In Allen Ginsberg’s poem “Howl” (1955), Moloch is used as a metaphor for capitalism and industrial civilization, and for America more specifically. The word is repeated many times throughout Part II of the poem, and begins (as an exclamation of “Moloch!”) in all but the first and last five stanzas of the section.

I just recently, (in the scale of my life,) stumbled over an explicit reference to Moloch. I was all like, “Moloch? Who the what is that? *bookmark*”

I finally got around to reading the WikiPedia article and realized that there’s a huge amount of Moloch wriggled into and behind a ton of the classic fiction which I love.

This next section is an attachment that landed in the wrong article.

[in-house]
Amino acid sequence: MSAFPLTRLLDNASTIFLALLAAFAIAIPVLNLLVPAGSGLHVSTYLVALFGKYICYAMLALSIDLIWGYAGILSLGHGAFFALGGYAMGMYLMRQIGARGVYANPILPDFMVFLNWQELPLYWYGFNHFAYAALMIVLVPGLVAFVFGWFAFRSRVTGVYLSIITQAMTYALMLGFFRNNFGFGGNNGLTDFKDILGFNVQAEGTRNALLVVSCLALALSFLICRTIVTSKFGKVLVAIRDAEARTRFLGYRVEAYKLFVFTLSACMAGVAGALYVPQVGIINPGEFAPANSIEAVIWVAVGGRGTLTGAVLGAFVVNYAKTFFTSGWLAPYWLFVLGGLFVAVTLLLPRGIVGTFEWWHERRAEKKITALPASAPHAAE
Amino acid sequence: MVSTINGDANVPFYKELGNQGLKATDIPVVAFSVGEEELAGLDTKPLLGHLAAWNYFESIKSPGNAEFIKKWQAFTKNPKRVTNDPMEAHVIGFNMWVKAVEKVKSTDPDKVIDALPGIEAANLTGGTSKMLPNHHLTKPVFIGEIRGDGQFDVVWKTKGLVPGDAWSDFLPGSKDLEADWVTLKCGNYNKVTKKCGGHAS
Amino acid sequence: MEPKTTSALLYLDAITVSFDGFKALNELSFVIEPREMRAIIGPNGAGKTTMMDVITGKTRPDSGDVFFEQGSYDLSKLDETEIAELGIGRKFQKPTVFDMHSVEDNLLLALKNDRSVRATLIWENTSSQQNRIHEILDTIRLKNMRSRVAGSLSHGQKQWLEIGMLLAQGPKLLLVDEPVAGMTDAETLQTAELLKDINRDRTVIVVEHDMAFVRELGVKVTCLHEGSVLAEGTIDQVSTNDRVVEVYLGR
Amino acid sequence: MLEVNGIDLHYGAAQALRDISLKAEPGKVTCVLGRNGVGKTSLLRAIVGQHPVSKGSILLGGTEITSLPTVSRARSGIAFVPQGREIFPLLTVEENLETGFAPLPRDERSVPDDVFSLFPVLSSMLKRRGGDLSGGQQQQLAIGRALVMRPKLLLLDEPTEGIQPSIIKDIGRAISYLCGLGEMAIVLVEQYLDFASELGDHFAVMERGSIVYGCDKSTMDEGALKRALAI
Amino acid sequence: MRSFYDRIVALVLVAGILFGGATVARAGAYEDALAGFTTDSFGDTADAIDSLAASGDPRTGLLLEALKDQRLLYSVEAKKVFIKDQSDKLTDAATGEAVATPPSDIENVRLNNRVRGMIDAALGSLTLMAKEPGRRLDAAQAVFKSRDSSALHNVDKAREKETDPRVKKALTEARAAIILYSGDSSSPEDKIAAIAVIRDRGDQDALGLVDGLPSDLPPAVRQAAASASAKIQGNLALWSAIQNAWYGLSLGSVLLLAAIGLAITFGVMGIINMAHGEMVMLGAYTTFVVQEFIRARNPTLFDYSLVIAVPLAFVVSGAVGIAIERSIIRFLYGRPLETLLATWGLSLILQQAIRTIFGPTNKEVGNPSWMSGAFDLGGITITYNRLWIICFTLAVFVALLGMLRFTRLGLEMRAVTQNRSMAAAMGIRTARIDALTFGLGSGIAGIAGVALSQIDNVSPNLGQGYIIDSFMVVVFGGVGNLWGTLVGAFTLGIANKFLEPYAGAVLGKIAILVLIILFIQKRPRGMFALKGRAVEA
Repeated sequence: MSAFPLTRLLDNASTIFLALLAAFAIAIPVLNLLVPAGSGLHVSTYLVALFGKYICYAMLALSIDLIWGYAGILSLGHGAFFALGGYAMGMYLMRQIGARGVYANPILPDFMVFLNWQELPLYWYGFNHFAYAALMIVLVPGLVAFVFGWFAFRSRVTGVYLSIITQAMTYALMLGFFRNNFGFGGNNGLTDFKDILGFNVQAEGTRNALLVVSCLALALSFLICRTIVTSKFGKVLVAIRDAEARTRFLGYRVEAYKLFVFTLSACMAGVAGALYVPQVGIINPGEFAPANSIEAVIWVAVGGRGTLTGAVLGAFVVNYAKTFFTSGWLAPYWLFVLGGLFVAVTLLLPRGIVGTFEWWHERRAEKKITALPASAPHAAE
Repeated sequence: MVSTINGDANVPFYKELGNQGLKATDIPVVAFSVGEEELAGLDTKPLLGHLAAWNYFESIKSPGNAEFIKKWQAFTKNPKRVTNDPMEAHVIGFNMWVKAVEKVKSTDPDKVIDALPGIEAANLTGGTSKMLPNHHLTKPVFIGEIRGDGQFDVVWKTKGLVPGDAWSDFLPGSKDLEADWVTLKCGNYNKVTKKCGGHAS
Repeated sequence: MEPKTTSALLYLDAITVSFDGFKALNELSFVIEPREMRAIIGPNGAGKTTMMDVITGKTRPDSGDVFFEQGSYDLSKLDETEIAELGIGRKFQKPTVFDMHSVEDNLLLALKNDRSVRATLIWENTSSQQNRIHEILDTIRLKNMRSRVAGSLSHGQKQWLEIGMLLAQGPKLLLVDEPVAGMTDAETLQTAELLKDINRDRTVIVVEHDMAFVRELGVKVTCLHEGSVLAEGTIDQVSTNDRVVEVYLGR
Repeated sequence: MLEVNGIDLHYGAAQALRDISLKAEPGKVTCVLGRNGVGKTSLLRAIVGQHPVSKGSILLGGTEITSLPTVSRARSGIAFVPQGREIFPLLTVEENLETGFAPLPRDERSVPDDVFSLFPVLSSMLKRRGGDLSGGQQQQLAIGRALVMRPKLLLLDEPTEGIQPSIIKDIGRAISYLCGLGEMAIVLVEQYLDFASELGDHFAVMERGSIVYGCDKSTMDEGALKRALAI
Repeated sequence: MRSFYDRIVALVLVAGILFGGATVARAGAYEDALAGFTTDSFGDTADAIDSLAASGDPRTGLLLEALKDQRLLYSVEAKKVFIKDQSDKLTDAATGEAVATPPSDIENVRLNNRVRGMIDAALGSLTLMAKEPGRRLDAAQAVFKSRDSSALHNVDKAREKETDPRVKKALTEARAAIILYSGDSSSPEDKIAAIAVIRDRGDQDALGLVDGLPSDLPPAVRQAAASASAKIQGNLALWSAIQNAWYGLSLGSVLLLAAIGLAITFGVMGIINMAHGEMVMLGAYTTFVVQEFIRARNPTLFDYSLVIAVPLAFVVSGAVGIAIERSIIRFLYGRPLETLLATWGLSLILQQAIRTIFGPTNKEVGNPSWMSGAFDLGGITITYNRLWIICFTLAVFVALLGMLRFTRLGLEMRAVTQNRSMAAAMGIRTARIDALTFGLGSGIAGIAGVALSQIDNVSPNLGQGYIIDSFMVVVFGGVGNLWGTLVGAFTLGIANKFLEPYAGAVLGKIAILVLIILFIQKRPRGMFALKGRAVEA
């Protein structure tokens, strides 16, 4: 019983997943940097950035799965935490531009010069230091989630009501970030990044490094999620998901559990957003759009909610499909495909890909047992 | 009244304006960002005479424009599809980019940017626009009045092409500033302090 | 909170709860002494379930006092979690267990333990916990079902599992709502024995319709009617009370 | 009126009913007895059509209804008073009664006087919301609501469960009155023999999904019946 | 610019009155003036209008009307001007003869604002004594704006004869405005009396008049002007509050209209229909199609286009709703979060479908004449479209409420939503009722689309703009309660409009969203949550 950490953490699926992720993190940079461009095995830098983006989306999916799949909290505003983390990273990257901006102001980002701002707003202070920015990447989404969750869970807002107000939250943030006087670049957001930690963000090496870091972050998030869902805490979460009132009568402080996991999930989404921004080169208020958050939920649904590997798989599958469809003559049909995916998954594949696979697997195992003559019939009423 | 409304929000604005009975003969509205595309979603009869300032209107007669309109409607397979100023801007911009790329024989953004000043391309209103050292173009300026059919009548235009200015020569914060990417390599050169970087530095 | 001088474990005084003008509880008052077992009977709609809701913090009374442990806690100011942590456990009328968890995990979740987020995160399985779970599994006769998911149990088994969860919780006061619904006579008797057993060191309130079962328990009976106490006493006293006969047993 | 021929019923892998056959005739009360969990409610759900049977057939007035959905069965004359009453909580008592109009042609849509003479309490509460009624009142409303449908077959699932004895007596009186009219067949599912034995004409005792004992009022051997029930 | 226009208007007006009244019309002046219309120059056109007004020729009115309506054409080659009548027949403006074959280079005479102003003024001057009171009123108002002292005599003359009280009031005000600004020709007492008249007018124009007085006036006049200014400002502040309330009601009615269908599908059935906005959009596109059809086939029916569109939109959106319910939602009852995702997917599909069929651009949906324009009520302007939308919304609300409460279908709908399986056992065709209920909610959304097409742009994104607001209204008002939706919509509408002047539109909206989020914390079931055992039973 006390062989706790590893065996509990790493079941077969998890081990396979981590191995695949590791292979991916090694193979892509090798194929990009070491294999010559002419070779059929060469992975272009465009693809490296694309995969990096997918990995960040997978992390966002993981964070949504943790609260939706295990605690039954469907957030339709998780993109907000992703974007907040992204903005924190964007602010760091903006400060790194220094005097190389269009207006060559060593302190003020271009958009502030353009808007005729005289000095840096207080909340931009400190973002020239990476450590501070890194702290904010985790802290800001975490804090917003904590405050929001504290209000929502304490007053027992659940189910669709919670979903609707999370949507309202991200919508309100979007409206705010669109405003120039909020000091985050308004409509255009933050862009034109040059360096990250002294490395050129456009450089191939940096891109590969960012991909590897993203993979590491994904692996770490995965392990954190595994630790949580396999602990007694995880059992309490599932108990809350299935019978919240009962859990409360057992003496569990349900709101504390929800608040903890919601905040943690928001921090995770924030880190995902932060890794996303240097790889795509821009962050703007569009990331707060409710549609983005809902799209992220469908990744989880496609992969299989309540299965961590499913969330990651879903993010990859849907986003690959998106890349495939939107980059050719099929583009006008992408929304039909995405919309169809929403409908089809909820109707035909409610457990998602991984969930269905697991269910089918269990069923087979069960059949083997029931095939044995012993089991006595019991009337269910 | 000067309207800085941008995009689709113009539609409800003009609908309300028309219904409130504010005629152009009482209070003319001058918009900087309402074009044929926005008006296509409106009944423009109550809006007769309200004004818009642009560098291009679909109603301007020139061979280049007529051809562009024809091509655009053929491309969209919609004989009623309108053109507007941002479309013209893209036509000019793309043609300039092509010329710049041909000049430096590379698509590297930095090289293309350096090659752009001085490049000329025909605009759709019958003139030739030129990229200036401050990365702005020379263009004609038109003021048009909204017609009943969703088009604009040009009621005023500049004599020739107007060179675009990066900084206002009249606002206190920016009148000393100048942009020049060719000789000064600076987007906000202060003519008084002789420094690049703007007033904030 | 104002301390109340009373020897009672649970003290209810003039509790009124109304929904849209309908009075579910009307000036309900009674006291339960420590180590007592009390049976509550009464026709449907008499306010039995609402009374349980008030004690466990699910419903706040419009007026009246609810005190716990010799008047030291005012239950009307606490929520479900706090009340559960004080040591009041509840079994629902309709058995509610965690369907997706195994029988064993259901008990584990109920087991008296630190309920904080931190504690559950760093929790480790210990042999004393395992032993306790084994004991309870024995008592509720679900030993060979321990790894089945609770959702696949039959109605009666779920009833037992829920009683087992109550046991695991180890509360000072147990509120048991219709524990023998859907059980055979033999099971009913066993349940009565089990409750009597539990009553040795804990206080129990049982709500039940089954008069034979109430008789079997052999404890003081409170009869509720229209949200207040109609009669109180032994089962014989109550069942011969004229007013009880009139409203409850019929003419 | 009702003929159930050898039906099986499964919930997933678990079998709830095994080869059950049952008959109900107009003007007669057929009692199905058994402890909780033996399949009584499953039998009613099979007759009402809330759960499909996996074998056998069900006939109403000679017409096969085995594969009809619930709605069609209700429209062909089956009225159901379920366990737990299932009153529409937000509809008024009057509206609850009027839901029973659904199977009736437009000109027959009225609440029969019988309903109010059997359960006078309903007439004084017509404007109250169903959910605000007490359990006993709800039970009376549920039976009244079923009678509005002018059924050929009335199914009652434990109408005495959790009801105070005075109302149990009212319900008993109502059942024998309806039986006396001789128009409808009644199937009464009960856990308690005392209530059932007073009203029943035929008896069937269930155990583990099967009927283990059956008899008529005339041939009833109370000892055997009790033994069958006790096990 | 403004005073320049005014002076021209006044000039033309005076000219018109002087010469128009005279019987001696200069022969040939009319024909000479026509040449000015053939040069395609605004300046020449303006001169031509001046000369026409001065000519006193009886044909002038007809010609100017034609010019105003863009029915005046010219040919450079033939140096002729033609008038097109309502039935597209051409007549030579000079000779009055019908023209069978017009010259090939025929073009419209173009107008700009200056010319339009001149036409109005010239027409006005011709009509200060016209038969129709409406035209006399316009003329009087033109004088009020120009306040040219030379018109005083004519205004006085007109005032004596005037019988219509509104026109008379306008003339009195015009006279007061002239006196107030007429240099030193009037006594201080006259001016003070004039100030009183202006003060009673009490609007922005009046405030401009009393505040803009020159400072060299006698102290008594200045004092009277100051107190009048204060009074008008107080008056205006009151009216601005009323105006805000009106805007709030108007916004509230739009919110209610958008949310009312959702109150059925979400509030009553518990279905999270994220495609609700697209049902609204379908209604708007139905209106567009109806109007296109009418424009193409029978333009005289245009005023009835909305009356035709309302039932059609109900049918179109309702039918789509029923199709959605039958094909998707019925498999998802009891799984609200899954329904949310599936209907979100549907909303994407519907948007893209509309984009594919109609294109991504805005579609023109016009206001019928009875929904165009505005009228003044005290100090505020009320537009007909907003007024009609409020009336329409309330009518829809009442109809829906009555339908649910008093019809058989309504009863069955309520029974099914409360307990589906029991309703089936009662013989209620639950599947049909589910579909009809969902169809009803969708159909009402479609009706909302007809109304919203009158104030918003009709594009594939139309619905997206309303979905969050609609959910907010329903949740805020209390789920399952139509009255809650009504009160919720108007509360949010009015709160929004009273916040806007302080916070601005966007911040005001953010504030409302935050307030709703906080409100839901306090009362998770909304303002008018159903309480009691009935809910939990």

Rats? Moloch?

Like the rats, who gradually lose all values except sheer competition, so companies in an economic environment of sufficiently intense competition are forced to abandon all values except optimizing-for-profit or else be outcompeted by companies that optimized for profit better and so can sell the same service at a lower price.

From a god’s-eye-view, we can contrive a friendly industry where every company pays its workers a living wage. From within the system, there’s no way to enact it.

~ Scott Alexander

I confess to having had only the slightest awareness of Moloch in the biblical or general senses. So just skimming the WikiPedia article and then taking the time to read this piece from Slate Star Codex was like discovering a new window on the world from my mind-palace.


This is the problem. (With everything.) Individually, everyone acts according to their interests and beliefs. The result? …look at the world around you.

How could one go about changing the world? (That’s a rhetorical question.)